An interfaith  vigil for peace in Israel and Gaza was  held in Liverpool last night.  Representatives of Catholic and Anglican Churches, joined others from Jewish, Muslim and Hindu faiths. A vigil for Israel was held in Glasgow, and another was organised by Labour Friends of Israel  at the Labour party conference in Liverpool.

Board of Deputies challenges BBC over use of the word “terrorist”

The Board of Deputies of British Jews has written to the Culture Secretary, Lucy Frazer, criticising the fact that some news organisations, including the BBC, have not called Hamas a terrorist organisation. The letter says this is “little short of obscene”. Ms Frazer said she believes Hamas is a terrorist organisation and she took up the complaint with the BBC director general, Tim Davie, suggesting editorial guidelines on the use of the word “terror” should be re-written. Times story here

“Israel must be defended… where else are we to go?”

In a comment piece in The Times, journalist and commentator Daniel Finklestein wrestles with the ramifications of the Hamas attack on the future of Israel. Charting the reasons the state of Israel came into being, he says he cannot see any other solution now than the Israelis and Palestinians sharing the land. If that is rejected, he said Israel must resist, where necessary with force: “Israel must be defended… where else are we to go?”

Other news

Global poll suggests link between spirituality and well being

A global poll testing the link between faith and wellbeing suggests that spiritual people demonstrate better wellbeing in many respects. The poll, conducted by Gallup with The Radiant Foundation which is affiliated to the Church of Jesus Christ of Latter Day Saints, has been published in “Faith and Wellness: The Worldwide Connection Between Spirituality & Wellbeing”. A Gallup blog says the data has been collected over 10 years in 152 countries involving 1.5 million people. It measures wellbeing demonstrated in positive emotions, social life, optimism and community life and finds very little difference between religious and non-religious people, but it explains a small percentage difference represents millions of people. It concludes that spiritual practice bolsters wellbeing and there is a link between greater spirituality and lower rates of depression, suicide, addiction and isolation.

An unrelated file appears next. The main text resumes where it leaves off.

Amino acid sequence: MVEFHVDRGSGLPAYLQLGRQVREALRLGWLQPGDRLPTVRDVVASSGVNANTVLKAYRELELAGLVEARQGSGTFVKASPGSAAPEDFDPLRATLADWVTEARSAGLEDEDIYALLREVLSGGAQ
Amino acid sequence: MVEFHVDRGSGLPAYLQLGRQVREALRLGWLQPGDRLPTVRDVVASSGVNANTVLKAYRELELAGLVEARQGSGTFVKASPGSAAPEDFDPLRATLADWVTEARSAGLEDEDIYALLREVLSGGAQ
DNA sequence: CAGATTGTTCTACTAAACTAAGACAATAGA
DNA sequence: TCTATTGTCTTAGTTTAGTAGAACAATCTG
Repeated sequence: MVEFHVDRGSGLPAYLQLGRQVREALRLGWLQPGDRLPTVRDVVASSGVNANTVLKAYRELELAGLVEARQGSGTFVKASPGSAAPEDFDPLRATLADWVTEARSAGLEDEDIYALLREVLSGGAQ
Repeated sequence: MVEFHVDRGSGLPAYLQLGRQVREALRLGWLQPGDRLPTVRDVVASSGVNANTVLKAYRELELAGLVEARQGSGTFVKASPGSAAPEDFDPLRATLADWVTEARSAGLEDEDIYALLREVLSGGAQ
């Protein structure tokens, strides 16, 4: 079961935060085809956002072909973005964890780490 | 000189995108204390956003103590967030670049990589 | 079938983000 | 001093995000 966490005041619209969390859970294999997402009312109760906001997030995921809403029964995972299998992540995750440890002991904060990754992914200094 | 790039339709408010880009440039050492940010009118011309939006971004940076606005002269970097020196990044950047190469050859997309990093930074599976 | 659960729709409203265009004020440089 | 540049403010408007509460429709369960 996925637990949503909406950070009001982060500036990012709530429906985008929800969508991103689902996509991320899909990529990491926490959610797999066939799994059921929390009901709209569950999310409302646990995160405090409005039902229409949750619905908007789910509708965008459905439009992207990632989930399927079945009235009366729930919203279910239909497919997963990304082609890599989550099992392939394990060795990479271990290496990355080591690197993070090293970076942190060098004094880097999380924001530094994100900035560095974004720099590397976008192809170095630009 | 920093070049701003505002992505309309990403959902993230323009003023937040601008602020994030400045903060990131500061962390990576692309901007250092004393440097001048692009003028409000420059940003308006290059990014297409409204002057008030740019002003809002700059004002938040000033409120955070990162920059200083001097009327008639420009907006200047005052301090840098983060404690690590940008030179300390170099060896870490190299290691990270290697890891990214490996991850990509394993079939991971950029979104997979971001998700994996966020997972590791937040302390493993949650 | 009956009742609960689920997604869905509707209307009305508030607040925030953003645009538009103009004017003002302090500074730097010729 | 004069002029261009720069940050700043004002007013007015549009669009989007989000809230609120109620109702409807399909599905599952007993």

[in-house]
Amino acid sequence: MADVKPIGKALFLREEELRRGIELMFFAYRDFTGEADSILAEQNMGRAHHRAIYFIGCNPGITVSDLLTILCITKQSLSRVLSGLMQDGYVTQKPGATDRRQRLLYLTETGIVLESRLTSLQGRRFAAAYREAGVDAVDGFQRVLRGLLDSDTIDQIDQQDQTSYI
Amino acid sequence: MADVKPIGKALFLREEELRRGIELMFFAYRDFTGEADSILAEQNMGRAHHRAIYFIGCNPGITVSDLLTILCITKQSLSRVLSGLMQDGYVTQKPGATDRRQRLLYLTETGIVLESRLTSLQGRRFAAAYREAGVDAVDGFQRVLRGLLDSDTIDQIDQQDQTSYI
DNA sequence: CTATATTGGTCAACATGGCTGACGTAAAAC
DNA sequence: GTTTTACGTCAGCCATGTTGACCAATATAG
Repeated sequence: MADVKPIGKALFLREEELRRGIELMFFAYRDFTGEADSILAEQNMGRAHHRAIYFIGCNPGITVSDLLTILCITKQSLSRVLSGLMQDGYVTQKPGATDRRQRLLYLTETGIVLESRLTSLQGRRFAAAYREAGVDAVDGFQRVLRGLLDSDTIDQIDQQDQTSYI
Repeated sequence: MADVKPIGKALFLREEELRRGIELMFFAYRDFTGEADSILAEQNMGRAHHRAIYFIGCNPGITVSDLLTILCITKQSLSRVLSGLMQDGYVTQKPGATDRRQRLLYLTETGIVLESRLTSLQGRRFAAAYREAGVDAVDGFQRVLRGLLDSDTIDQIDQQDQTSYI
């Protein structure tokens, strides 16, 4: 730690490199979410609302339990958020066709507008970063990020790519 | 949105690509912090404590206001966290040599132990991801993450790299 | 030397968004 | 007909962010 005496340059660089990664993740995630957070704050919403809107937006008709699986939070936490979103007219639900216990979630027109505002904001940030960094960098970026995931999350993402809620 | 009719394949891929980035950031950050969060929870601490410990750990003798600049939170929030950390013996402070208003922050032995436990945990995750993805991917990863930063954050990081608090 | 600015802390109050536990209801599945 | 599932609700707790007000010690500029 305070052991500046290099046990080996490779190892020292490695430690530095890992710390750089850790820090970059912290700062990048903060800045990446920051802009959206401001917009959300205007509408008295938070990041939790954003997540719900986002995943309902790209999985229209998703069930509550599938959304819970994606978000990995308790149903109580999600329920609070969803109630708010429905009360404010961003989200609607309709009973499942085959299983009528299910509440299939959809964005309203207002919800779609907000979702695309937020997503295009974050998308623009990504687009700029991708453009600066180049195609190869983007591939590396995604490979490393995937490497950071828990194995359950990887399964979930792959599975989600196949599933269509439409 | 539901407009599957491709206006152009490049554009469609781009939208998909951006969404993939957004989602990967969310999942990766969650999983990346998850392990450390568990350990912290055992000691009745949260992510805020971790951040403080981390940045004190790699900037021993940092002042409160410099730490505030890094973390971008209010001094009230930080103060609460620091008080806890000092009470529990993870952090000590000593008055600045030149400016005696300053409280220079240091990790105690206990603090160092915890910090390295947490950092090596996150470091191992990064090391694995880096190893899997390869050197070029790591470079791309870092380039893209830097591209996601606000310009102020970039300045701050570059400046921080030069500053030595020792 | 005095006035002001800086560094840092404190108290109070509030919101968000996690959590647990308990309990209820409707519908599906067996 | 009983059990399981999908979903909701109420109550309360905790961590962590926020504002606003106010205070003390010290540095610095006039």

Church merger and acquisition links Newcastle with Bermuda

The Rev Cindy Campbell was only ordained on 8 October but has stepped into an international ecumenical role combining being the minister of St Andrews URC Church in Newcastle with another job as minister of Christ Church, Warwick, a Church of Scotland church in Bermuda. Aged 63, she completed ordination training whilst also working a 70-hour-a-week job in mergers and acquisitions for an insurance company, skills which it turns out are relevant in the ministry. “The Church is now looking at how to become a Church for the 21st century. The 1950s model of Church doesn’t work anymore. We’re going through a lot of mergers and acquisitions. Presbyteries are combining. That’s something I did all the time”.